Jon Pineda's first collection Birthmark was selected by Ralph Burns as winner of the 2003 Crab Orchard Award Series in Poetry Open Competition. His memoir, Sleep in Me, was selected for the Barnes & Noble "Discover Great New Writers" series. The recipient of a Virginia Commission for the Arts Individual Artist Fellowship, he teaches in the English Department at Old Dominion University and in the MFA program in Creative Writing at Queens University of Charlotte. He lives in Norfolk, Virginia with his wife, Amy, and their two children.
Also by Jon Pineda
The Translator's Diary
The Translator's Diary
Winner of the 2007 Green Rose Prize
"Grappling with loss, memory, and absence as palpable presence, Jon Pineda laments the ways ‘what is whole is momentary’ while finding solace in images—‘always temporal and yet always.’ The Translator’s Diary reminds us that one of poetry’s necessary functions is translation—of literal experience and abstract emotion, the personal and shared. With beautiful formal precision, Pineda moves skillfully from couplets to sonnets to lyric sequence, carefully ‘pressing syllables against the dark’ in this timeless, poignant volume."
"In The Translator’s Diary, where truth ‘never survives its translation,’ Jon Pineda composes a haunting elegy. His keen attention journeys through absence and presence, fragmentation and loss in memorable, riveting language."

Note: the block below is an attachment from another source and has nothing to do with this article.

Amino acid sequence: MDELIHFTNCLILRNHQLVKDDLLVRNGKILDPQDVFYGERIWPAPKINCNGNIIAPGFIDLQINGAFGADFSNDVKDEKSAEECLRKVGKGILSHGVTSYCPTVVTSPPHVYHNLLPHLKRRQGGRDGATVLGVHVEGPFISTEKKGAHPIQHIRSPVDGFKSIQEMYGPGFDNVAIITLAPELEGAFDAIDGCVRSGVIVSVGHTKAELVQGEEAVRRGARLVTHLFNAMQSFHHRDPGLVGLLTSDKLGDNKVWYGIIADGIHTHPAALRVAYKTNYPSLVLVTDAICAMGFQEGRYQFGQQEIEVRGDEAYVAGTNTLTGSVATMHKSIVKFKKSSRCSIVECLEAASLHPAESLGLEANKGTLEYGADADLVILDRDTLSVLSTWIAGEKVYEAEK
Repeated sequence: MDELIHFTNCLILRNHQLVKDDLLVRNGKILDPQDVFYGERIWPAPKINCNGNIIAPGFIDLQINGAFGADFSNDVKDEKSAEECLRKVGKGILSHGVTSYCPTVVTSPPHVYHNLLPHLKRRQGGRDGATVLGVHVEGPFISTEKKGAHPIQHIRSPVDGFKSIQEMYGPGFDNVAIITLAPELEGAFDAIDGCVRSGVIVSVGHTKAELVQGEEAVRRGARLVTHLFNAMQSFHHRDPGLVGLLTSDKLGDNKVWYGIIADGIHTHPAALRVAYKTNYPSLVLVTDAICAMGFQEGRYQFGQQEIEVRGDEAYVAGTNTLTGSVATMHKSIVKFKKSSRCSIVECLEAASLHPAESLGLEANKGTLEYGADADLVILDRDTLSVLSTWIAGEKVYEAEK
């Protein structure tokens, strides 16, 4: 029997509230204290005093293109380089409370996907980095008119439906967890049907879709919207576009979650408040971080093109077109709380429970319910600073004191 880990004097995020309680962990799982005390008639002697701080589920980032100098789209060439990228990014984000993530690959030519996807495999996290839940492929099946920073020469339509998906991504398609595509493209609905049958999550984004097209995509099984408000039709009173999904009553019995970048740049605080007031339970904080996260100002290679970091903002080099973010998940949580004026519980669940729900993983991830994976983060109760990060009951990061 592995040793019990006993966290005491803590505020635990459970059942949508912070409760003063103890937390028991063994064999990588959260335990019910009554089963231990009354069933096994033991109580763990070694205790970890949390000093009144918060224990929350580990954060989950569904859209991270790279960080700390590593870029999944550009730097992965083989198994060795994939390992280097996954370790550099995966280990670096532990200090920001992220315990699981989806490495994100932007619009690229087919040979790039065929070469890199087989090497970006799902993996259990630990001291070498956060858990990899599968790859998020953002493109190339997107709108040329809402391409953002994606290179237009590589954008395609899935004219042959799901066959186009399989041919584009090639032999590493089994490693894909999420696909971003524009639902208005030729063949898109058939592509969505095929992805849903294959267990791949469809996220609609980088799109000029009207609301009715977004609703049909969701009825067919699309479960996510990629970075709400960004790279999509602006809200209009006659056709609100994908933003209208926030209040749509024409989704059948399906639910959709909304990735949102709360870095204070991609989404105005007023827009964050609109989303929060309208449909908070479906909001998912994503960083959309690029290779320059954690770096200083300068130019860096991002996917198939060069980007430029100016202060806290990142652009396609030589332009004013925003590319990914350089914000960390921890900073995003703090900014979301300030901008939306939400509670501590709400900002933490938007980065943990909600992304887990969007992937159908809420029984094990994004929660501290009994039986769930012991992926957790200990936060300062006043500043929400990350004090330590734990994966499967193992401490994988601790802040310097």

"The poems of Jon Pineda have something of the quiet grace and lyric precision of James Wright—Pineda possesses a similar ability to wrest celebration from the elegiac, and stasis from turbulence. Pineda knows (as not all poets do), that the essential work of the lyric poem is mysterious and paradoxical, that the poem must be, as [he] puts it in the collection’s masterful title sequence, ‘temporal and yet always.’ This is a very fine collection indeed."
"Pineda’s poems turn in on themselves, each a pointed and intimate introspection sheathed in the gauze of the lyric, accruing momentum in a sort of ripple effect as the book progresses. . . The image that emerges from this spiraling, comprehensive collection is one composed of many fragments: Fear of memory loss and one’s inability to articulate, complex theories of the image, a sister who died too soon."
"Jon Pineda’s The Translator’s Diary demonstrates the sort of tenderness which made Nick Flynn’s Some Ether such a successful project. One section flows seamlessly into the next, together forming a spare cycle around the untimely death of the speaker’s teenage sister. Pineda captures confused reactions to limited information and quietly breaks hearts with a girl’s last conscious moments during an accident. 'She finds the waves have moved inland, / spilling over the road and filling the car. // Where glass becomes pieces of ocean, / the void carries them away.' Pineda knows not just pain, but joy and peace as well. He points out in 'Cleared Fields,' there is little point in wringing one’s hands after the fact: 'There is no turning back. / There never was.'"